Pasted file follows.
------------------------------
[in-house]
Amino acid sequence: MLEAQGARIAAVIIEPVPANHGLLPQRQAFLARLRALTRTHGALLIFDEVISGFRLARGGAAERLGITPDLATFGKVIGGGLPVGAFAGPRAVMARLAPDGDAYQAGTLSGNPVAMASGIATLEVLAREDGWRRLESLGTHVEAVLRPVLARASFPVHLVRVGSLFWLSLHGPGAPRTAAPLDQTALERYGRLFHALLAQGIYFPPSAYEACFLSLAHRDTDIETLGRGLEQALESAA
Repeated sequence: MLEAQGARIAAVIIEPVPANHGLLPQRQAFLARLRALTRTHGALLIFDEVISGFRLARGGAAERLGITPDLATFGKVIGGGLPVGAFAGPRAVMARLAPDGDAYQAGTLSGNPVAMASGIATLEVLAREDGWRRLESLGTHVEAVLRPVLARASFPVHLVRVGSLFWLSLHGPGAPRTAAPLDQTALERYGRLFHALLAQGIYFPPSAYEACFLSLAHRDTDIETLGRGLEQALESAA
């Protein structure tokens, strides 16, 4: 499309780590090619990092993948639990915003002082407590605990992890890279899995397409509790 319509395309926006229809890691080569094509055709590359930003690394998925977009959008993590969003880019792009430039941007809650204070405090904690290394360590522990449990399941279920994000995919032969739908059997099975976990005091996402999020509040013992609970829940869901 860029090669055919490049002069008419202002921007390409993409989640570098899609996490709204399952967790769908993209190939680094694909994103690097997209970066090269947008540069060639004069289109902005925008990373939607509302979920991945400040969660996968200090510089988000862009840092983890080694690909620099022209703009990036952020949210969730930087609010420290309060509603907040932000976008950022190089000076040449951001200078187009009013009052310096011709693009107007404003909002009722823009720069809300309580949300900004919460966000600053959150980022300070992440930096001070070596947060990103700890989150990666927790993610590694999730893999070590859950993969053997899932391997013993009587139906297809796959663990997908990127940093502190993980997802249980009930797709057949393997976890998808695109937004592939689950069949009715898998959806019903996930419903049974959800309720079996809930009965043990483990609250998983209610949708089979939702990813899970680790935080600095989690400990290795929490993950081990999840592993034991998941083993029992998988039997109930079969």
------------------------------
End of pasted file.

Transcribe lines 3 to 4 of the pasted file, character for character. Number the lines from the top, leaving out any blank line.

Repeated sequence: MLEAQGARIAAVIIEPVPANHGLLPQRQAFLARLRALTRTHGALLIFDEVISGFRLARGGAAERLGITPDLATFGKVIGGGLPVGAFAGPRAVMARLAPDGDAYQAGTLSGNPVAMASGIATLEVLAREDGWRRLESLGTHVEAVLRPVLARASFPVHLVRVGSLFWLSLHGPGAPRTAAPLDQTALERYGRLFHALLAQGIYFPPSAYEACFLSLAHRDTDIETLGRGLEQALESAA
């Protein structure tokens, strides 16, 4: 499309780590090619990092993948639990915003002082407590605990992890890279899995397409509790 319509395309926006229809890691080569094509055709590359930003690394998925977009959008993590969003880019792009430039941007809650204070405090904690290394360590522990449990399941279920994000995919032969739908059997099975976990005091996402999020509040013992609970829940869901 860029090669055919490049002069008419202002921007390409993409989640570098899609996490709204399952967790769908993209190939680094694909994103690097997209970066090269947008540069060639004069289109902005925008990373939607509302979920991945400040969660996968200090510089988000862009840092983890080694690909620099022209703009990036952020949210969730930087609010420290309060509603907040932000976008950022190089000076040449951001200078187009009013009052310096011709693009107007404003909002009722823009720069809300309580949300900004919460966000600053959150980022300070992440930096001070070596947060990103700890989150990666927790993610590694999730893999070590859950993969053997899932391997013993009587139906297809796959663990997908990127940093502190993980997802249980009930797709057949393997976890998808695109937004592939689950069949009715898998959806019903996930419903049974959800309720079996809930009965043990483990609250998983209610949708089979939702990813899970680790935080600095989690400990290795929490993950081990999840592993034991998941083993029992998988039997109930079969």